Sharpening the ambient side of dub-techno even further, Iceland’s Yagya pioneered his unique style on his widely praised album, Rigning. It came some seven years after his first release in 2002 (Rhythm of Snow), and I can pretty much guarantee that any new fans of Yagya are working their way backwards through his catalogue, especially after his most recent release on Delsin. Despite having earlier albums, it was the sound of rain on your roof, the clap of thunder, emotional, rising pads and a driving dub-techno beat in Rigning that hit home for many. 

It seems as though this style is a thoroughly independent practice at the moment, with most of what I listen to released by the artists direct through the likes of Bandcamp. Finding dub-techno on vinyl is a nearly impossible affair, yet labels such as Dewtone Recordings, and Silent Seasontwo of my favourites, do their very best in pushing this type of independent music forward. Whilst neither are strictly focused on dub-techno, (or vinyl) both have a rich roster of artists that span this style, alongside straight-up ambient and more experimental sounds. ASCEdanticonfPurlAlveolSegueMartin Nonstatic and Adam Michalak come highly recommended. The below track by Textural Being epitomises the slow burning melodies and atmospheres of dub-techno I have grown to love.

#DRONELIFE

Whilst dub-techno added rolling beats to ambient music, there are those stripping away the more obvious mechanics and focusing purely on mood, atmosphere and repeated layers of sound. Drone is one of the more reserved and less accessible styles of ambient music, yet is probably the closest to the genres original conception, and arguably pre-dates Brian Eno through the 1960’s minimalist movement. BUT, they didn’t have a hashtag back in the 60’s.

I remain less familiar with drone music due to the intricacies of its design and origins, mainly because of the appreciation needed for the instruments used in the making of this music. But attending a workshop with Rafael Anton Irisarri aka The Sight Below, (or his Substrata Festival) you begin to see the complexity involved in sound design and the meticulous detail that goes into this style of music. What can seem like one single sound, is often a series of instruments, processors, loops, delays, vocals, samples and hours of hard work. And then sometimes, it’s just a plain and simple improv between the biggest music geeks in the world.

Approaches can vary from the very light and melodic ambient tones of Loscil, through to the legendary tape-loops of William Basinski’s 2002 Disintegration Loops. And further along the spectrum, the haunting wall of noise coming from Tim Hecker.

Any mention of drone or experimental music usually throws up one of the best labels in the business – Kranky. Not only home to Tim Hecker, this label has also pioneered a wide range of ambient, drone and experimental styles from the likes of Stars Of The LidLoscilGrouperWindy & Carl, and Pan American. Kranky can also hold part responsibility for the more recent emergence of the modern-classical sound, with A Winged Victory For The Sullen and Christina Vantzou.

THE TANGIBLE EXPRESSIONISTS

Compositions and performances are often meant to be heard, studied and to a large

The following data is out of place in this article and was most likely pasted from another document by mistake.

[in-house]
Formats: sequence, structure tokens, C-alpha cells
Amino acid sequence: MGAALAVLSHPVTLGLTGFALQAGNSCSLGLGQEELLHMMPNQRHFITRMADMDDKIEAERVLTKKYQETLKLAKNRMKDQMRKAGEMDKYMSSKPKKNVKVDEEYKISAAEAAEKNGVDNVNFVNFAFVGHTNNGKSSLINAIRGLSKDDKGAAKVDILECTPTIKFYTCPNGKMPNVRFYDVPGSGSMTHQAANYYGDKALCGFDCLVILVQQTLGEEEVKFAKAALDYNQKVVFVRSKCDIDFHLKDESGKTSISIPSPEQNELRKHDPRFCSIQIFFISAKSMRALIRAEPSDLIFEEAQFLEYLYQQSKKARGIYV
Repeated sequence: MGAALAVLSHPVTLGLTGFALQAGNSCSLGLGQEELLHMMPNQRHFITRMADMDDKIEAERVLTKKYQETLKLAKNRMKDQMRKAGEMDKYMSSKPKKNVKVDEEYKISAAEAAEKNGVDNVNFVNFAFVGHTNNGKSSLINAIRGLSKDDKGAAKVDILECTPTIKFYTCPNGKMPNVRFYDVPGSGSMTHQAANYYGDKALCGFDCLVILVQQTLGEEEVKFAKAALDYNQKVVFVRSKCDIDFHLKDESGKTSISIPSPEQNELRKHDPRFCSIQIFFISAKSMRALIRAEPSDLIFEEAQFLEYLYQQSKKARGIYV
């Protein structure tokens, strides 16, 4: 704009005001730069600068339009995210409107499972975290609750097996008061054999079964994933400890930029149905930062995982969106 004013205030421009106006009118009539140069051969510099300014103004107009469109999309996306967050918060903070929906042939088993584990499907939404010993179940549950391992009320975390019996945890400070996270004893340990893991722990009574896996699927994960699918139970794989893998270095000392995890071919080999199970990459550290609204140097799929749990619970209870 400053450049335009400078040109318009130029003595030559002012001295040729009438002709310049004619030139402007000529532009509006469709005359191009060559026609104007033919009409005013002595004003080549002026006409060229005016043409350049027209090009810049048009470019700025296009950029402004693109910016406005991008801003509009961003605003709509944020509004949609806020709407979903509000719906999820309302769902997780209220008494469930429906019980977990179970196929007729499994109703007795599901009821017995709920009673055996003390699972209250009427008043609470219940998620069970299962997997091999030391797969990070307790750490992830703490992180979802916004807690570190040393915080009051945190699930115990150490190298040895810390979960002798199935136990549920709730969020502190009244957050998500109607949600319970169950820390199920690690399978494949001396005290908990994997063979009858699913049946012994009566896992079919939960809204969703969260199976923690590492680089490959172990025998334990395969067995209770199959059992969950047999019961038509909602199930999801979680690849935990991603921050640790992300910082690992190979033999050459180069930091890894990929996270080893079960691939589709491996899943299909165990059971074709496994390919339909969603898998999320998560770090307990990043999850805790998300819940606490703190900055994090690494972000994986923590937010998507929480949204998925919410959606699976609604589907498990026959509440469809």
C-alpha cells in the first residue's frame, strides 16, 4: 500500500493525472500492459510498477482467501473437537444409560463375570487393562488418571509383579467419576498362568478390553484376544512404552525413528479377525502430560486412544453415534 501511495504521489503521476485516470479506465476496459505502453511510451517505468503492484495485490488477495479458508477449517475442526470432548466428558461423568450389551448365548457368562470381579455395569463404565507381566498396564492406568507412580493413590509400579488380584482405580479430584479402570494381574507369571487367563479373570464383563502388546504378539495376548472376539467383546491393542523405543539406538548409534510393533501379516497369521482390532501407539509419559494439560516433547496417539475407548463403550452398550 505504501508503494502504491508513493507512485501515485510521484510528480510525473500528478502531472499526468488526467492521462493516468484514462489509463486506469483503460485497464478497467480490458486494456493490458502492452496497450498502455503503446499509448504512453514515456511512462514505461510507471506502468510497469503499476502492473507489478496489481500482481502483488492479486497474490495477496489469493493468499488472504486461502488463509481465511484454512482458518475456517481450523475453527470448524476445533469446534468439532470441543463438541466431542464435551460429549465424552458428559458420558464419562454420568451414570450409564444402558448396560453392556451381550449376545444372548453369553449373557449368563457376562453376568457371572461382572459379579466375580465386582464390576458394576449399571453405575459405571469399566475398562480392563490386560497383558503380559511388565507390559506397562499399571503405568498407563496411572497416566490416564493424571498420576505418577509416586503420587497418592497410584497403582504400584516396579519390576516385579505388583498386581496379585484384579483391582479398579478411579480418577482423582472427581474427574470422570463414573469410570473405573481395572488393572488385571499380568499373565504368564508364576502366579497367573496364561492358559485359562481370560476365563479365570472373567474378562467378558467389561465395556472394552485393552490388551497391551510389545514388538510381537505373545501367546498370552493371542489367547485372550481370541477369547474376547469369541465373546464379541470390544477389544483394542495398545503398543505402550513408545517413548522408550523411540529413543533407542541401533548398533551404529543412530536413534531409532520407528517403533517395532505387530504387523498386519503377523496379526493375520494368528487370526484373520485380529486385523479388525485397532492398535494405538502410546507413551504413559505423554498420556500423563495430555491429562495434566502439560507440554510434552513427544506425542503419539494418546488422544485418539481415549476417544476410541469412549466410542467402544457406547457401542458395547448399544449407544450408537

extent, watched – the opposite to how we defined ambient music at the start of this article. But recent years have seen such an emergence of brilliant artists that could be considered ambient via their modern-classical success. 

Composers such as Ryuichi Sakamoto played a large part in integrating modern classical into the ambient or techno genres, partnering with the previously mentioned Alva Noto for example, alongside the well-known re-interpretations from Max Richter or the lesser-known (but hugely respected) Murcof. But more recently there’s just one label that’s heavily influenced me: Erased Tapes.

Their unbelievably talented German wizard Nils Frahm has consistently released beautiful piano compositions on the label since the very beginning, but has only recently seen his greatest acclaim with Spaces. And rightly so, this was my favourite album of last year, hands-down and his recent Boiler Room set captures his magic perfectly.

Often alongside Nils is Ólafur Arnalds, the Icelandic multi-instrumentalist. Likewise, Ólafur is a genius with the piano and together the pair have propelled the modern classical genre forward in recent years, simultaneously restoring my faith in the live performance at the same time – spellbinding, magical and utterly breath-taking every time. Expanding even further into the Nordic realm, and Otto A Totland’s Pino, (hailing from the brilliant duo Deaf Center) is another great composer (Pino boasts a beautifully packaged CD to boot).

I’ve also seen a resurgence of young talented composers. The likes of ASIP’s very own Levi Patel and Halo, both under 25 and creating masterpieces that wouldn’t sound out of place in-front of an expectant crowd of hundreds. Their talent never fails to baffle me.

Young emerging label Serein recently presented us with Brambles. And Luke Howard’s Sun, Cloud remains a gorgeous yet powerful dose of theatre. New Zealand’s Rhian Sheehan continues to release some of the most spellbinding work I’ve ever heard, often traversing into an ambient guise on releases such as Seven Tales Of The North Wind.